Monday, March 14, 2011

Round-Up: March 14

Here is a round-up of today's blog posts - and for previous posts, check out the Bestiaria Latina Blog archives. You can keep up with the latest posts by using the RSS feed, or you might prefer to subscribe by email. I'm Twittering again now at Aesopus and AesopusEnglish.

HODIE: pridie Idus Martias (and yes, you can have your own Roman Google Calendar).

VERBUM HODIERNUM: Today's word is FESTINO - read a brief essay about the word at the Verbosum blog. Here's one of the sayings you can find in the essay: Ne festines locupletari, ne celerius fias pauper, "Don't hurry to get rich, so that you won't quickly become poor."

BESTIARIA PROVERBS: There are some new animal proverbs today for ASINUS , the donkey, and AELURUS, (Greek αἴλουρος), the cat.

ANECDOTE OF THE DAY: Today's anecdote is Alba Longa and the rule of Aeneas' descendants in Italy.

FABULAE FACILES: The new easy-to-read fable is Ranae et Iuppiter, the famous story of the frogs who wanted a king.

MILLE FABULAE: FABLE OF THE DAY: The fable for today is Muscae et Mel, the story of the flies who loved the honey. (You can also a free PDF copy of the Mille Fabulae et Una book.)

MILLE FABULAE: ILLUSTRATIONS: The latest fables with images are Pica et Columba, a debate about the virtues of the peacock, and Canis et Domicilium Eius, the dog who thought about building himself a house.

ENGLISH AESOP: The latest new fables are The Fir Tree and the Thorn and Hercules and the Carter. (Plus, there's an English "fable of the day" each day, too.)

GOOGLE BOOKS: Today's Google Books are Stephenson's Easy Latin Reading Book and Tomlinson's Selections from Latin Authors (now that I've finished the anecdote section from Heatley and Kingdon's Excerpta Facilia, Tomlinson is the book I've decided to tackle next!).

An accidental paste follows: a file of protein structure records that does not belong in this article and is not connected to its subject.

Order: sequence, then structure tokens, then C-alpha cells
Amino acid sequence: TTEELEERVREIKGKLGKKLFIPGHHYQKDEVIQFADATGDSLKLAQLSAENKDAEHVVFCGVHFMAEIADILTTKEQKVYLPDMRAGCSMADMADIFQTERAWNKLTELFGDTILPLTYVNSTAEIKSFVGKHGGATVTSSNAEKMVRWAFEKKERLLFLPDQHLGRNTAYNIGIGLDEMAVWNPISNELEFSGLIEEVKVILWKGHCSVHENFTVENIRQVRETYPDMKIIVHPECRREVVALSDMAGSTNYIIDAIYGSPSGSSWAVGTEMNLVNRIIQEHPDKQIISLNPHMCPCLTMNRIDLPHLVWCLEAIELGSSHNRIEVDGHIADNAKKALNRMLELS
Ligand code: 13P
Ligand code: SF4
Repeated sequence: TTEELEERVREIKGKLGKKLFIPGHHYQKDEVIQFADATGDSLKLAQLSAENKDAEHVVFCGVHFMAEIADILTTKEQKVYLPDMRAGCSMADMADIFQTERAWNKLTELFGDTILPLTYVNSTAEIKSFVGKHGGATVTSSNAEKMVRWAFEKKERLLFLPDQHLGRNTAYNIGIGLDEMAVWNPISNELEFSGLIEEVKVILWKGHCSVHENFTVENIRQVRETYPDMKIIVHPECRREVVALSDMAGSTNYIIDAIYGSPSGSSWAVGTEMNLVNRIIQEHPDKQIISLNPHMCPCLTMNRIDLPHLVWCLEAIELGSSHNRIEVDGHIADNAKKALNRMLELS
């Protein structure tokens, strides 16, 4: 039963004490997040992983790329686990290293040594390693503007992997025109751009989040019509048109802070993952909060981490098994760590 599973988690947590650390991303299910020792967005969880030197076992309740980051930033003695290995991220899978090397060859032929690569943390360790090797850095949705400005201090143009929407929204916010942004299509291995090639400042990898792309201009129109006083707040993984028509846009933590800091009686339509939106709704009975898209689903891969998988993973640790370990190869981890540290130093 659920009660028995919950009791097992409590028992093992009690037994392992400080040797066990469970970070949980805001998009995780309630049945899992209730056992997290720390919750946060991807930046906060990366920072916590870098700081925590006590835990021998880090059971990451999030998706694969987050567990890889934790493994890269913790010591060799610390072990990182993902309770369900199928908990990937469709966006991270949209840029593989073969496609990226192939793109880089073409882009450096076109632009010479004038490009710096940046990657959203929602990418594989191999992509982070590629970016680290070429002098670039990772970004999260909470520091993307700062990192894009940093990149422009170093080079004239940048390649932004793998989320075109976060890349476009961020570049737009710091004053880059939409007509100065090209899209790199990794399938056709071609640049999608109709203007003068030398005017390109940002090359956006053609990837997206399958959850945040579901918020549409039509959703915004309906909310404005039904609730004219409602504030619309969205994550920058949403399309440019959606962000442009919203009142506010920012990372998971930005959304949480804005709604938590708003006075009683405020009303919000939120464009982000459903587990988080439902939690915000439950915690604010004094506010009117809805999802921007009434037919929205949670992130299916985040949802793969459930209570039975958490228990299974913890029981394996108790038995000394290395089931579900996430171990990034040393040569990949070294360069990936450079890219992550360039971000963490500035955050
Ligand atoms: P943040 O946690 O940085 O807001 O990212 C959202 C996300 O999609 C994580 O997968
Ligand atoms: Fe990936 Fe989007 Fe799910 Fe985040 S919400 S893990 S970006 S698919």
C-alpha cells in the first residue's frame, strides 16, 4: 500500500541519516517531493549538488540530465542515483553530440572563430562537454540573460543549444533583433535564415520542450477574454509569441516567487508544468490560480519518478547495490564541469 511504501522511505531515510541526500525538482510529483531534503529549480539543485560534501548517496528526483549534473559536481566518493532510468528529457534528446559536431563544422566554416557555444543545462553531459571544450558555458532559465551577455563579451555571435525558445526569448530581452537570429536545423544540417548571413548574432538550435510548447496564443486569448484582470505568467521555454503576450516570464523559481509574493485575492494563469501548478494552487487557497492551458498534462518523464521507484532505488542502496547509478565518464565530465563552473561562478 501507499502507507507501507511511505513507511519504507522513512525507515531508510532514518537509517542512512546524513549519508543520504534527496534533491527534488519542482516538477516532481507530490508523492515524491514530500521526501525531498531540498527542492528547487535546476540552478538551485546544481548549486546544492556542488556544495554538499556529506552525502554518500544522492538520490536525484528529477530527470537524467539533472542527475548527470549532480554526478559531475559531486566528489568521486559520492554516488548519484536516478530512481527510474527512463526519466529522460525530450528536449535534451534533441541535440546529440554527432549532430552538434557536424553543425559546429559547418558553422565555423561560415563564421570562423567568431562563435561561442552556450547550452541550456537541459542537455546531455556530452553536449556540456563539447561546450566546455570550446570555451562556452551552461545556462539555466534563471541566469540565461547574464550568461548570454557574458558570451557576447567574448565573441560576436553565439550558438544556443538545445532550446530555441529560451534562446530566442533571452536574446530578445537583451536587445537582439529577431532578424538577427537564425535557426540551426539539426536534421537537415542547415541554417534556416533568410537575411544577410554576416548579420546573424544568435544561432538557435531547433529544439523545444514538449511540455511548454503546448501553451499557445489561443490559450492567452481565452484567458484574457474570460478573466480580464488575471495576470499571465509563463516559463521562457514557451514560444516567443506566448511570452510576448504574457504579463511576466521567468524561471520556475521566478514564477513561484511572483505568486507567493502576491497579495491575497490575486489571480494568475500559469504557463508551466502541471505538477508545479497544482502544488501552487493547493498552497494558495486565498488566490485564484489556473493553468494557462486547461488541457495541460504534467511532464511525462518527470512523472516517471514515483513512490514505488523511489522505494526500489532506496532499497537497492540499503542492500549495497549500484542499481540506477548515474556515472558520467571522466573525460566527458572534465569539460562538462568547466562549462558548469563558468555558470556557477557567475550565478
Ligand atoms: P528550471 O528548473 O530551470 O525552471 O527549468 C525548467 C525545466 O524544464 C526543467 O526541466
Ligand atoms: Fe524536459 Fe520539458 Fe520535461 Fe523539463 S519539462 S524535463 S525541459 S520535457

TODAY'S MOTTOES & PROVERBS: Widgets available at

3-Word Mottoes: Today's 3-word motto is Faciam meo modo (English: I will do it in my own way - the Frank Sinatra motto!).

3-Word Proverbs: Today's 3-word proverb is Fructu arbor cognoscitur (English: The tree is known by its fruit).

Rhyming Proverbs: Today's proverb with rhyme is: Impedit ira animum, ne possit cernere verum (English: Anger interferes with your mind so that it cannot discern the truth).

Vulgate Verse: Today's verse is Sit omnis homo velox ad audiendum, tardus autem ad loquendum (James 1:19). For a translation, check out the polyglot Bible, in English, Hebrew, Latin and Greek, at the Sacred Texts Archive online.

Elizabethan Proverb Commentary: Here is today's proverb commentary, this time by Conybeare: Canis festinans caecos edit catulos: The hastie bitche bringeth forthe blind whealpes. The more haste the worsse spede. A proverbe applied to them which being hasty to set forthe there workes do make them unperfect (there's an example of today's word, too: festinans).

Today's image is for the story of the flies and the honey, 681. Muscae et Mel. Ad mel, profusum in cella quadam, advolantes, muscae illius dulcissimo succo iucundissime pascebantur. Sed iam saturae, cum avolare vellent, pedibus nitentibus, etiam alis in tenace liquore haerentibus, moriturae, “O miserae,” inquiunt, “quantillus nobis cibus interitum attulit.” (source - the flies are very large so that you can see them!):